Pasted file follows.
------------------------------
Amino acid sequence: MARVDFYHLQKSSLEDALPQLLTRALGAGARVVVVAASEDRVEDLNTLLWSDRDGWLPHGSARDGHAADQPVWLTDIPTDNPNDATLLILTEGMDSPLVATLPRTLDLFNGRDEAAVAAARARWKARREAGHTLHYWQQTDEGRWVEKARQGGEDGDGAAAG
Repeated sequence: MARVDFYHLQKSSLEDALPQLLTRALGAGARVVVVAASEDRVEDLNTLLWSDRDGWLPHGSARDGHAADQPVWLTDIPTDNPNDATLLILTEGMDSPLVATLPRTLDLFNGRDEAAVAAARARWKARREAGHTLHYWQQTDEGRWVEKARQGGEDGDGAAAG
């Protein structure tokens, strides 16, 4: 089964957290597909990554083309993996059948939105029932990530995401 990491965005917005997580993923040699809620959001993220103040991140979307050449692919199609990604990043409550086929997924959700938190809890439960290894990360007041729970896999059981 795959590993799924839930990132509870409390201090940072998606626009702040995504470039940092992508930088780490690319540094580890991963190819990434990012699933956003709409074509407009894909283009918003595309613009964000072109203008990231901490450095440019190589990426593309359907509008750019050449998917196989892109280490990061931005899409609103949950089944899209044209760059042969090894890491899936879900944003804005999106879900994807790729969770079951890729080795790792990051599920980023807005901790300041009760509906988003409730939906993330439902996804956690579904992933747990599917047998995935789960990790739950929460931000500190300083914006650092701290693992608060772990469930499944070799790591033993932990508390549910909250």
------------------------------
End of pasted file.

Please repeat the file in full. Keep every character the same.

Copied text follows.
Amino acid sequence: MARVDFYHLQKSSLEDALPQLLTRALGAGARVVVVAASEDRVEDLNTLLWSDRDGWLPHGSARDGHAADQPVWLTDIPTDNPNDATLLILTEGMDSPLVATLPRTLDLFNGRDEAAVAAARARWKARREAGHTLHYWQQTDEGRWVEKARQGGEDGDGAAAG
Repeated sequence: MARVDFYHLQKSSLEDALPQLLTRALGAGARVVVVAASEDRVEDLNTLLWSDRDGWLPHGSARDGHAADQPVWLTDIPTDNPNDATLLILTEGMDSPLVATLPRTLDLFNGRDEAAVAAARARWKARREAGHTLHYWQQTDEGRWVEKARQGGEDGDGAAAG
């Protein structure tokens, strides 16, 4: 089964957290597909990554083309993996059948939105029932990530995401 990491965005917005997580993923040699809620959001993220103040991140979307050449692919199609990604990043409550086929997924959700938190809890439960290894990360007041729970896999059981 795959590993799924839930990132509870409390201090940072998606626009702040995504470039940092992508930088780490690319540094580890991963190819990434990012699933956003709409074509407009894909283009918003595309613009964000072109203008990231901490450095440019190589990426593309359907509008750019050449998917196989892109280490990061931005899409609103949950089944899209044209760059042969090894890491899936879900944003804005999106879900994807790729969770079951890729080795790792990051599920980023807005901790300041009760509906988003409730939906993330439902996804956690579904992933747990599917047998995935789960990790739950929460931000500190300083914006650092701290693992608060772990469930499944070799790591033993932990508390549910909250």